About The Project
The Quakers & Mental Health portal launched in the summer of 2015 as an iterative website to hold scholarship about the history of mental health in Philadelphia, in the 19th and 20 centuries, and in particular of Friends Hospital, the first private mental health institution in the United States. This multi-year project combines archival research and writing with digital scholarship to create and support scholarship on the history of mental health, to analyze data and create visualizations from that research. The Friends Hospital records, which are on loan to Haverford College Quaker & Special Collections, offer a wealth of information on Quakerism, the treatment of the mentally ill, and the development of American psychiatric hospitals in the 19th and 20th centuries.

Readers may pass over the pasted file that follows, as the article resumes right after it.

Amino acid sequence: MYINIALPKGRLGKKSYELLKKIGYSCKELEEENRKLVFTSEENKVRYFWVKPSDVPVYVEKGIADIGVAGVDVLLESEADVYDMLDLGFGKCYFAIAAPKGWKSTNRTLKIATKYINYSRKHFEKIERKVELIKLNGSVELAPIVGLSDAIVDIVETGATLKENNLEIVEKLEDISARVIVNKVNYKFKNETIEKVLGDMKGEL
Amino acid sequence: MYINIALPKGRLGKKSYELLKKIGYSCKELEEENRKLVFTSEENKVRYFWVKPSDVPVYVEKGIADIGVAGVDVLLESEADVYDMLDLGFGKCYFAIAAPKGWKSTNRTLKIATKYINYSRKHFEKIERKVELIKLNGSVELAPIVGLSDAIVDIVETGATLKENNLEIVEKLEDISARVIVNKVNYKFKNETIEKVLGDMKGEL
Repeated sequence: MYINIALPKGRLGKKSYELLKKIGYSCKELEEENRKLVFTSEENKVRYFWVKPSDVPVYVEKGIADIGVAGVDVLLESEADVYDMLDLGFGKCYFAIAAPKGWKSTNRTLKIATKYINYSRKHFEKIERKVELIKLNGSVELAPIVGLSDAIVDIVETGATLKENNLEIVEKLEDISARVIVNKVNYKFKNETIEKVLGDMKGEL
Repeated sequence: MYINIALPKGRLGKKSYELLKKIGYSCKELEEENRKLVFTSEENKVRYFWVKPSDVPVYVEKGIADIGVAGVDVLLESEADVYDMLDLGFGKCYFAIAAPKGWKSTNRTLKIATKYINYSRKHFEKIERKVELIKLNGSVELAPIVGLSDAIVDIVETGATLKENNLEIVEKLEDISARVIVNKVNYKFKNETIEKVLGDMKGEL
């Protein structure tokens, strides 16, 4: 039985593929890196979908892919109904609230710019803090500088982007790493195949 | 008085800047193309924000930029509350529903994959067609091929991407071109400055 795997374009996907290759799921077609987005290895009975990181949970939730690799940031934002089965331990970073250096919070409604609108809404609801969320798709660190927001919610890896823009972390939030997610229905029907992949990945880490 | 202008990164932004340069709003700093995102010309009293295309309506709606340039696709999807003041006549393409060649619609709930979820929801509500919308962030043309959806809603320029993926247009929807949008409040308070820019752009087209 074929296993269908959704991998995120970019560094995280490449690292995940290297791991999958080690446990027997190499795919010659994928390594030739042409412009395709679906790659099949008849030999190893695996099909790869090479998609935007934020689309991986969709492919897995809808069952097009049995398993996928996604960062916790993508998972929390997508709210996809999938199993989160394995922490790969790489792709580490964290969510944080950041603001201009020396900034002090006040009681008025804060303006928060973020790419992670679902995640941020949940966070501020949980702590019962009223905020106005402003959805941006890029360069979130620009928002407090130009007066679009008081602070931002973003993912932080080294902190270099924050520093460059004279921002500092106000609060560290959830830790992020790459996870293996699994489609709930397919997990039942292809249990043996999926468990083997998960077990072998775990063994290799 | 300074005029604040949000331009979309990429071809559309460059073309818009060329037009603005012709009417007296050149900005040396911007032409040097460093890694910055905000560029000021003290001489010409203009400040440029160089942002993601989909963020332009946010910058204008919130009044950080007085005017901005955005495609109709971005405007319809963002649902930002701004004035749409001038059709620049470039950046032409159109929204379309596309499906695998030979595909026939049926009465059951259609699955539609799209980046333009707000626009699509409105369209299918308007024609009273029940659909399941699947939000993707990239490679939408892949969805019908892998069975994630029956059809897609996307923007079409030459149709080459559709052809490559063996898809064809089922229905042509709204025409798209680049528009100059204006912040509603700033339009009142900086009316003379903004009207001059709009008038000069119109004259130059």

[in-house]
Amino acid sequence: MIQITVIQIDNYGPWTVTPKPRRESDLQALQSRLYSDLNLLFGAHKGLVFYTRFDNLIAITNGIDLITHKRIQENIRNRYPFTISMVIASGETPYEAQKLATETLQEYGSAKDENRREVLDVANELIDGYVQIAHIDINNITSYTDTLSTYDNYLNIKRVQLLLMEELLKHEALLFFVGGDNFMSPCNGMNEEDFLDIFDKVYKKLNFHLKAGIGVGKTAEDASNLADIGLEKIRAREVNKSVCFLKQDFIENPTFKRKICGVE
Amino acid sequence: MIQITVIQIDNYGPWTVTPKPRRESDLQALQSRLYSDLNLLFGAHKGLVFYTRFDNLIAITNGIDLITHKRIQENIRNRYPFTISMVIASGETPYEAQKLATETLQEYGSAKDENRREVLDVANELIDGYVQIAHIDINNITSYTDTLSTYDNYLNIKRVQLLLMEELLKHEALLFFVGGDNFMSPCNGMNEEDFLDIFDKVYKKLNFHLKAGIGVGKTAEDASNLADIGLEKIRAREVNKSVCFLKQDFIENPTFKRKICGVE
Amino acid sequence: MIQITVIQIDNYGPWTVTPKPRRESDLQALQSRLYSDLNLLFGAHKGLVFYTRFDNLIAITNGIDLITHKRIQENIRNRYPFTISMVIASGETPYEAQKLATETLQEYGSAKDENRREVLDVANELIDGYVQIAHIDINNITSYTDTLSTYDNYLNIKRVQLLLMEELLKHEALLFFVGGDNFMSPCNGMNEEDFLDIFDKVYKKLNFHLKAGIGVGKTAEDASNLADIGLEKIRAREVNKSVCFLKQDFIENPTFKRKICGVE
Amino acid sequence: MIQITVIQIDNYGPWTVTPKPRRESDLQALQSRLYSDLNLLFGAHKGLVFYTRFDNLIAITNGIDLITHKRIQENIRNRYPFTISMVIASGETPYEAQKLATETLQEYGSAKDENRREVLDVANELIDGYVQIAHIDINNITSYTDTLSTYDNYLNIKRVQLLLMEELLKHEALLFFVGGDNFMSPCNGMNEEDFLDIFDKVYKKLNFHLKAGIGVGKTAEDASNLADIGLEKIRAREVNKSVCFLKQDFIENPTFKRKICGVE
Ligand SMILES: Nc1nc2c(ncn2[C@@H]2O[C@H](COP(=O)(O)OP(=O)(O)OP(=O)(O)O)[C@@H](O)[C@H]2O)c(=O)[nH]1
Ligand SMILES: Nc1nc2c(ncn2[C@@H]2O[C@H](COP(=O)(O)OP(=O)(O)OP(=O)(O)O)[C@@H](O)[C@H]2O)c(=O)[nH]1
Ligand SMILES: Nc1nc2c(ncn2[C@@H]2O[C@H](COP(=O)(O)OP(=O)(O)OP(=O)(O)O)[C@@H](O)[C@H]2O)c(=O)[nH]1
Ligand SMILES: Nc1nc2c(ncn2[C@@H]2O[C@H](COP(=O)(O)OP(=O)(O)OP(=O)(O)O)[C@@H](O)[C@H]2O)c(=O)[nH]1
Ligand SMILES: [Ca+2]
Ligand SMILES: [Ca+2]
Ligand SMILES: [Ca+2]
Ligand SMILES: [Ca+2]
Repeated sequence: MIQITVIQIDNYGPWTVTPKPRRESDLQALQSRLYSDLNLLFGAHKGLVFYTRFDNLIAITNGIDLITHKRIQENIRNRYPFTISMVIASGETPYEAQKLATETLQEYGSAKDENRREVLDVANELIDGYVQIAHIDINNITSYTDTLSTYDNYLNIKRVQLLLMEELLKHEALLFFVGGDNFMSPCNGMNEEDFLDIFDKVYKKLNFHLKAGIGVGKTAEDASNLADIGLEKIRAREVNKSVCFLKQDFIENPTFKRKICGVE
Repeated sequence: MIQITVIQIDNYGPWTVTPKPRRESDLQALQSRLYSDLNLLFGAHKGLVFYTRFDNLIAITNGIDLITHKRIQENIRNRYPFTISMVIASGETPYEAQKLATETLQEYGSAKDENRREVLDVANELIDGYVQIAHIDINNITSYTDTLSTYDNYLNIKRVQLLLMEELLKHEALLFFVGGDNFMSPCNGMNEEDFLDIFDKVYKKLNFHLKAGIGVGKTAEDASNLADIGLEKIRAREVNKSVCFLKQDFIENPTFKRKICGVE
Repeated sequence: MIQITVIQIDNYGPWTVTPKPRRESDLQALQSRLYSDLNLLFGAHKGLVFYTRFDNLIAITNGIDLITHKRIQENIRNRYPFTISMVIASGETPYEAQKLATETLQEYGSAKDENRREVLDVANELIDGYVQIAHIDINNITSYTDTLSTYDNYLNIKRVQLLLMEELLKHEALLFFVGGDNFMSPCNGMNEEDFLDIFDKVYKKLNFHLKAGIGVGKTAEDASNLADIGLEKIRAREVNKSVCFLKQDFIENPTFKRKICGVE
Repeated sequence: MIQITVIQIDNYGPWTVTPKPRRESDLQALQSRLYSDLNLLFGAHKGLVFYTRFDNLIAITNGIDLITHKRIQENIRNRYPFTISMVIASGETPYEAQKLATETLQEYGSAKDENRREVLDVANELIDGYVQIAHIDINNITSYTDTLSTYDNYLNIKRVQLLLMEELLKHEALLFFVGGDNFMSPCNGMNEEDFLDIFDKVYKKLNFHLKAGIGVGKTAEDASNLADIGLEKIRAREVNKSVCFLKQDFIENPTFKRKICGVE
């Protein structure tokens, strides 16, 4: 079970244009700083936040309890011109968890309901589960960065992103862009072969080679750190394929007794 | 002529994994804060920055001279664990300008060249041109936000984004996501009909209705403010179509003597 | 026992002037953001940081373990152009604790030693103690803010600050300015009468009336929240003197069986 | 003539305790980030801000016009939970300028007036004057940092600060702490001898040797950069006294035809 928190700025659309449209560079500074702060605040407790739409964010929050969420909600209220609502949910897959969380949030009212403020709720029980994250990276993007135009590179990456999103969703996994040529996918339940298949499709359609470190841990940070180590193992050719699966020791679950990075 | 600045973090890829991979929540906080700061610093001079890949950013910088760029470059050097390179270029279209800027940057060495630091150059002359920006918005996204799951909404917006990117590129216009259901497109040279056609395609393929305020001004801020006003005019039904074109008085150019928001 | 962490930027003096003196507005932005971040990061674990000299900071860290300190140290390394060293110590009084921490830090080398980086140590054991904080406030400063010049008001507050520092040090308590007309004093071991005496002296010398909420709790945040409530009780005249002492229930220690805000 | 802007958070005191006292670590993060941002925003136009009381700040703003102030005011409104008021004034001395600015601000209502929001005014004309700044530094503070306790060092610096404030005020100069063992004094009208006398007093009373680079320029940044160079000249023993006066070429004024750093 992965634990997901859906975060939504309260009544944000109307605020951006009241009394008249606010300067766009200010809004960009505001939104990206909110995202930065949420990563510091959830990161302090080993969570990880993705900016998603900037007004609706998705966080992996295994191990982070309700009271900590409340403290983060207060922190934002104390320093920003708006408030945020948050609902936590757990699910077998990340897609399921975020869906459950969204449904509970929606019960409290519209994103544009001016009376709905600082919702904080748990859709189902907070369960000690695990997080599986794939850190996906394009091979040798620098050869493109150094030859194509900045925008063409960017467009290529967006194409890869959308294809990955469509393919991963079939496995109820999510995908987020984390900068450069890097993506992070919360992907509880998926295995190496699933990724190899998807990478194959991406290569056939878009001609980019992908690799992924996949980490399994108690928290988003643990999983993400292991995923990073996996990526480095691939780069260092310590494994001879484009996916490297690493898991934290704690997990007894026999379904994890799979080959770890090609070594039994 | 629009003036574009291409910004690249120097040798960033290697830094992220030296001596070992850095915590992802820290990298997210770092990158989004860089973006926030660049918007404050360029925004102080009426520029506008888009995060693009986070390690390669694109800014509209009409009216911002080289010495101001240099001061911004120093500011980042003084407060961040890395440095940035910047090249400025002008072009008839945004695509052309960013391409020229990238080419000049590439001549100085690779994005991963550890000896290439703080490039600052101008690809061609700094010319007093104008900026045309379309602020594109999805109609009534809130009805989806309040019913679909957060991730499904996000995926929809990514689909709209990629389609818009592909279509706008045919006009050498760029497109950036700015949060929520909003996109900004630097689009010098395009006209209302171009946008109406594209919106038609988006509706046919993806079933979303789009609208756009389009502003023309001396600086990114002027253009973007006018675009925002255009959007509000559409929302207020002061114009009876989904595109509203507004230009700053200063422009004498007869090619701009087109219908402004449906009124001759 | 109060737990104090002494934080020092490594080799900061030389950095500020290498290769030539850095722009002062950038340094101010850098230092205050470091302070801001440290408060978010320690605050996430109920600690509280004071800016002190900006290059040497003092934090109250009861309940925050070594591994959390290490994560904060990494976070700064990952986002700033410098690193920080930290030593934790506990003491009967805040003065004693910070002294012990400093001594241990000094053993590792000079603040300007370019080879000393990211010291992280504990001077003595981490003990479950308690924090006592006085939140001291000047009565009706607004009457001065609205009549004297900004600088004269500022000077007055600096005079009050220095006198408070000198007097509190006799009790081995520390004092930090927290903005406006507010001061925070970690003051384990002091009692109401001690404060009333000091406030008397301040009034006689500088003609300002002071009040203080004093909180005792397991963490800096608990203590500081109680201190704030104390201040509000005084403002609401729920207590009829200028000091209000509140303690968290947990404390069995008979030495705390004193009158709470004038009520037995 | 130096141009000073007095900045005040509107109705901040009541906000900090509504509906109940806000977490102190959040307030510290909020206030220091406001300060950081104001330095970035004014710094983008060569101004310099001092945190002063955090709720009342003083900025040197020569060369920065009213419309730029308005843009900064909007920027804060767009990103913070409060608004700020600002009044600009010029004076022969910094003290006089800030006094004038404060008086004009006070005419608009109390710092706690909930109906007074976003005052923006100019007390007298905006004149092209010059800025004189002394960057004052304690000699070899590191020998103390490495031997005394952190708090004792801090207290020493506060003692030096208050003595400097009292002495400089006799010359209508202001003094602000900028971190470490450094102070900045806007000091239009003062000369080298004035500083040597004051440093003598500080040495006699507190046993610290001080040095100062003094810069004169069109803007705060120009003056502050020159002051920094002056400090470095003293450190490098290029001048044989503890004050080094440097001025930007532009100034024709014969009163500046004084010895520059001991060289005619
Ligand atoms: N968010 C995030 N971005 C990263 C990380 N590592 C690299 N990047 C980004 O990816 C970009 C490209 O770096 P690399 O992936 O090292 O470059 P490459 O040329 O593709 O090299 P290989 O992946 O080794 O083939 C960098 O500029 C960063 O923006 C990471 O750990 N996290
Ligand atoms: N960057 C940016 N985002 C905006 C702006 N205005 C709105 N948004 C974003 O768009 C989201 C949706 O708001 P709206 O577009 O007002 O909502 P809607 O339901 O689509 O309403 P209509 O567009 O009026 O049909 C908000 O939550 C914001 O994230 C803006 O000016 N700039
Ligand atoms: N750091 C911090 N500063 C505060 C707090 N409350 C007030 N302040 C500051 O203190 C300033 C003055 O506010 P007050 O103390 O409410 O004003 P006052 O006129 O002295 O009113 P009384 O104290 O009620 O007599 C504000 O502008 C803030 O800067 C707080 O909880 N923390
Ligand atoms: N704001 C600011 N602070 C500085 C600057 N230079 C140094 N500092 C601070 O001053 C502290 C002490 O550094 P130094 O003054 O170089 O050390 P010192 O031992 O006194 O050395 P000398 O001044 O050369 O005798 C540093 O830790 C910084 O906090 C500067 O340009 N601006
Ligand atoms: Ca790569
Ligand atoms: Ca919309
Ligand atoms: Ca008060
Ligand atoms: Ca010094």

The Friends Asylum for the Relief of Persons Deprived of the Use of their Reason was founded in 1813 by a group of Philadelphia Quakers who were concerned about the state of mentally ill Quakers. The Asylum was established upon the Quaker idea that there is that of God in every person, and that mental illness does not change that fact. Under the leadership of Isaac Bonsall as the first superintendent, and a group of other influential, soon-to-be Orthodox Quakers, the Asylum started accepting patients in 1817. The touchstones of life at the Asylum were community and religious life, and these were to become part of its unique take on moral treatment.